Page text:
GTC 2016: Where The Cool Kids Are Going In April For VR, AI, Self-Driving Cars And Robotics

By Patrick Moorhead - March 14, 2016
gtc GTC Keynote Speakers from NVIDIA, IBM, Toyota NVIDIA’s GPU Technology Conference (GTC) originally started in 2009 and competitors perceived it as a self-serving show to push the company’s own GPU programming language, CUDA. Well, years later CUDA has caught on and GTC has become one of the premiere events in the world where the highest performance GPU technologies and research are discussed. It’s still underwritten by NVIDIA and funded mostly by ecosystem partners, but not necessarily exclusionary. Over the years of GTC’s existence the conference has served as a pretty good signaling of what is to come in the current year and years beyond when it comes to high performance graphics. In previous years, NVIDIA talked about the flexibility of the GPU in HPC (high performance computing) and the relevance of GPUs in automotive and we are starting to see all of that come to fruition. More recently, we have started to see GPUs start to play more in neural networks, deep learning and artificial intelligence (AI). This year’s show promises to bring many of these trends together and introduce new ones as well. GTC 2016 is at the epicenter of what many people, including me, think are the most exciting and sexy trends out there today that are literally dominating many of the headlines and industry discussions. This year sees those trends being turned into different categories of sessions at GTC: The conference, like every year, will also have major keynote speakers and will be held in San Jose. Last year’s show had people like Elon Musk come on stage and talk about autonomous driving with NVIDIA’s CEO Jen-Hsun Huang. Jen-Hsun Huang also showed off new products and technologies from NVIDIA like the Digits Devbox based on the also announced Titan X. They also had some of Baidu ’s Deep Learning researchers demonstrate the power of Deep Learning on NVIDIA GPUs. This year’s show, like every show before it, will once again have NVIDIA’s CEO Jen-Hsun Huang presenting the company’s latest innovations. While it isn’t quite known exactly what NVIDIA will be showing off in terms of products, I believe there is a very strong likelihood that NVIDIA will talk more about Pascal this year, following up on last year’s announcement. Since Pascal is a 14nm FinFET-based product, there is a strong likelihood that if we see any product this year, we will hear about it at GTC 2016. These GPUs will very likely power NVIDIA’s next phase of computing which may be paired with their partners in the OpenPOWER Foundation. Speaking of OpenPOWER, the OpenPOWER Foundation, co-Founded by IBM and NVIDIA will also be having their annual OpenPower Summit 2016  in the same place as GTC 2016. This makes sense considering how many common advancements IBM and NVIDIA have made together and continue to achieve together thanks to the OpenPOWER Foundation’s growth. Building on the OpenPOWER Foundation’s momentum, NVIDIA is actually having IBM on stage for one of their major keynotes during GTC 2016. NVIDIA is having IBM’s Rob High, an IBM Fellow and Vice President and CTO of IBM’s Watson Solutions IBM Software Group. He has the responsibility of driving Watson Solutions’ technical strategy and thought leadership. While it isn’t quite clear what announcements he’ll be making during his keynote, it seems quite clear that it will very likely include a lot of the cooperation between NVIDIA and IBM inside of Watson to show how Watson is improving people’s lives and the knowledge economy. It will be really interesting to see more use cases for NVIDIA’s Deep Learning capabilities and how IBM’s AI is able to harness the power of NVIDIA’s GPUs to accelerate the performance and accuracy of the answers and solutions that Watson provides to IBM’s Watson customers. IBM’s strong suits with Watson are AI and speech, so I expect Rob’s keynote to be pretty heavy on those two topics. His keynote should provide more proof points for NVIDIA’s push into Deep Learning and AI and could provide more insight into where those fields are going in the future. Following Rob High will be Gill Pratt, CEO of Toyota Research Institute. Dr. Gill Pratt worked for DARPA prior to joining Toyota Motor Corp. (Toyota) Research Institute in 2015. His primary field of interest is robotics and intelligence systems with a focus on interfaces that significantly enhance mobility and manipulation as well as the application of neuroscience techniques to robot perception and control. The expectation is that he will also talk extensively about AI and how NVIDIA’s advancements in GPU technology allow for advancements in AI that enable improved self-driving vehicles and other forms of AI. His recent move from DARPA to Toyota Motor Corp. also signals the maturing of the Deep Learning technology sector from a research field into a practical one that is likely to be implemented in places like cars. The expectation is that we will also hear more about Toyota Motor Corp’s efforts in robotics and how the company is using advancements in AI and computer vision to improve people’s lives and interactions with machines. The GPU Technology Conference is also home to a few sister events that supplement the main show. These include the OpenPOWER Summit, Emerging Companies Summit, Early Stage Challenge and China in Focus. Each of these events supplements GTC in different ways, helping to bring new and interesting companies into the GPU technology arena and exposing them to the already diverse and well informed audience that already attends GTC every year. NVIDIA has done a fantastic job of organizing these GPU Technology Conferences every year since its inception and I expect this year’s to be no different and to once again predict the future of where NVIDIA sees GPU technology moving. If you are in the very least interested in the future of the highest performance GPUs or GPU computing, this is not a show to miss. NVIDIA’s GTC 2016 will be held from April 4th-7th 2016 at the San Jose McEnery Convention Center in San Jose, CA. Hope I will see you there.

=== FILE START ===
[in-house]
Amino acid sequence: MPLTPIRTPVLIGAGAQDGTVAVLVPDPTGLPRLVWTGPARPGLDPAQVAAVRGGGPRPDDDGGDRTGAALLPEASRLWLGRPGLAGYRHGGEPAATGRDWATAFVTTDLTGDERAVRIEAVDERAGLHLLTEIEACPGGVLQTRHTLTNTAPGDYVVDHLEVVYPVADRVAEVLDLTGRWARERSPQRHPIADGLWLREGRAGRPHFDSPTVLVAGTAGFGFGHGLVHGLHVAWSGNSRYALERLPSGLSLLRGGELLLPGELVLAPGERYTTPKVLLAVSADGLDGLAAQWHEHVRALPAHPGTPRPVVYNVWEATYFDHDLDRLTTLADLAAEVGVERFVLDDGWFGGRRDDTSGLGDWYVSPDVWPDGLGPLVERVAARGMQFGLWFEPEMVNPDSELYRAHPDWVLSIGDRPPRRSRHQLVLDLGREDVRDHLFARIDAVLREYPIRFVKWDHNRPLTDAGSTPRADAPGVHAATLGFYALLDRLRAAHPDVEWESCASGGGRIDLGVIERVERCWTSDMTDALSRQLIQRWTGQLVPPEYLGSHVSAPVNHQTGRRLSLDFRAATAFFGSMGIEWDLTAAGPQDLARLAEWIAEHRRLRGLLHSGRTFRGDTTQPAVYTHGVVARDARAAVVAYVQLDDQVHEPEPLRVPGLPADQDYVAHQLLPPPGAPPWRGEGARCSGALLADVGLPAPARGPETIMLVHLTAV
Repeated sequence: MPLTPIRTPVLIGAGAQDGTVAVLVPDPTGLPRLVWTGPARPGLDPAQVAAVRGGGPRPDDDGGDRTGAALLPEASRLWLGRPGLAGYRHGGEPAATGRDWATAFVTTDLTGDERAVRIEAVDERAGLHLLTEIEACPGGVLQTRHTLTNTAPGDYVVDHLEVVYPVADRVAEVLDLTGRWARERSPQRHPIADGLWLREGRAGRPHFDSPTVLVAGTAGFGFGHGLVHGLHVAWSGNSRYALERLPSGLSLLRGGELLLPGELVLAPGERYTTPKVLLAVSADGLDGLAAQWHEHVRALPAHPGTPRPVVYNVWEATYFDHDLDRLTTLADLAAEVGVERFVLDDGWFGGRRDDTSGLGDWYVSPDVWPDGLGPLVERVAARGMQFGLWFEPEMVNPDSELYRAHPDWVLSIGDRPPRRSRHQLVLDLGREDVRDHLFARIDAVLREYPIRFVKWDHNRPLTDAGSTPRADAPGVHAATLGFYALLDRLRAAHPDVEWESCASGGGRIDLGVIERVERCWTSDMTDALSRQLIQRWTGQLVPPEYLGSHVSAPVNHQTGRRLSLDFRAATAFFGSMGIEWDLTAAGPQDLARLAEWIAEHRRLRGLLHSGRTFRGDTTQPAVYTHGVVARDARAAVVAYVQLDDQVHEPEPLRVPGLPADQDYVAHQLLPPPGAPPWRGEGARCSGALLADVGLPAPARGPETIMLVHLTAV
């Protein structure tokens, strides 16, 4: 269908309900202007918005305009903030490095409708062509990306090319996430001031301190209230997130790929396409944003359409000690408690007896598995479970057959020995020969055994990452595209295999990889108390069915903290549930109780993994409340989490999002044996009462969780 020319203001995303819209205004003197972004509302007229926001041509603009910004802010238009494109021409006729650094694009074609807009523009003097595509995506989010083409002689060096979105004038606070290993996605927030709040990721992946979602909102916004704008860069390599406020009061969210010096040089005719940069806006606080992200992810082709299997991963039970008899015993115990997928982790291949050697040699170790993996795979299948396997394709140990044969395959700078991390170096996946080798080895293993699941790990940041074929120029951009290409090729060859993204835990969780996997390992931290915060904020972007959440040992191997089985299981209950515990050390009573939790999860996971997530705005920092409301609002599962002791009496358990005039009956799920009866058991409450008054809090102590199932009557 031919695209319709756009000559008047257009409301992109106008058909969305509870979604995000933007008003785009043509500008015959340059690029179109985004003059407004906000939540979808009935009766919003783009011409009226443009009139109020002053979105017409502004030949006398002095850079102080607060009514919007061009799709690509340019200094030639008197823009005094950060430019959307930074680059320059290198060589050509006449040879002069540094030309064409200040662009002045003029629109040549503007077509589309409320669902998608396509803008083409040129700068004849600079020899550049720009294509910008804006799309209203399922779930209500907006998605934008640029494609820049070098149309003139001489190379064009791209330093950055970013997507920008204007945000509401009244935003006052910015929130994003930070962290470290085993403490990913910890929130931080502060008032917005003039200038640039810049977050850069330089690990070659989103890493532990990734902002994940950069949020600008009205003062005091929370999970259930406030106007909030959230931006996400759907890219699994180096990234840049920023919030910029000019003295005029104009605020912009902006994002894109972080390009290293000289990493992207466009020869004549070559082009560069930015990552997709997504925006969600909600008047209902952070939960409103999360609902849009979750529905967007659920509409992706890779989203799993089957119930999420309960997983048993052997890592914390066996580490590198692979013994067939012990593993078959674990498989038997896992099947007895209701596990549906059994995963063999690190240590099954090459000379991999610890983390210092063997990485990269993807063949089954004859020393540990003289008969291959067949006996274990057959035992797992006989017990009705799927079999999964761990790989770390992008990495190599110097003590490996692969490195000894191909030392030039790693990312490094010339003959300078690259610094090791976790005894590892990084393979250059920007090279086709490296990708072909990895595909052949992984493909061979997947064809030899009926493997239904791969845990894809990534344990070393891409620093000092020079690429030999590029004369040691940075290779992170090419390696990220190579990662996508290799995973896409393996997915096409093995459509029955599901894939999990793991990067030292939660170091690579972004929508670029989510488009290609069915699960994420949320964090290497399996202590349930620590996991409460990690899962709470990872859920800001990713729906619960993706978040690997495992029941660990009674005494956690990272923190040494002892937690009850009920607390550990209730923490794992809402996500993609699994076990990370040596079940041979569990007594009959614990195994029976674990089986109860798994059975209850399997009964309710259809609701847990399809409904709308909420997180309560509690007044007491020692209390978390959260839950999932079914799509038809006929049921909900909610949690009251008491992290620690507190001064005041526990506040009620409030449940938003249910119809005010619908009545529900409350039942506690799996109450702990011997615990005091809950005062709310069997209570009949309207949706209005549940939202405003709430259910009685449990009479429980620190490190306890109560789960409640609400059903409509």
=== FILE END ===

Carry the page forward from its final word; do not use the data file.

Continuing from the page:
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Patrick founded the firm based on his real-world world technology experiences with the understanding of what he wasn’t getting from analysts and consultants. Ten years later, Patrick is ranked #1 among technology industry analysts in terms of “power” (ARInsights)  in “press citations” (Apollo Research). Moorhead is a contributor at Forbes and frequently appears on CNBC. He is a broad-based analyst covering a wide variety of topics including the cloud, enterprise SaaS, collaboration, client computing, and semiconductors. He has 30 years of experience including 15 years of executive experience at high tech companies (NCR, AT&T, Compaq, now HP, and AMD) leading strategy, product management, product marketing, and corporate marketing, including three industry board appointments.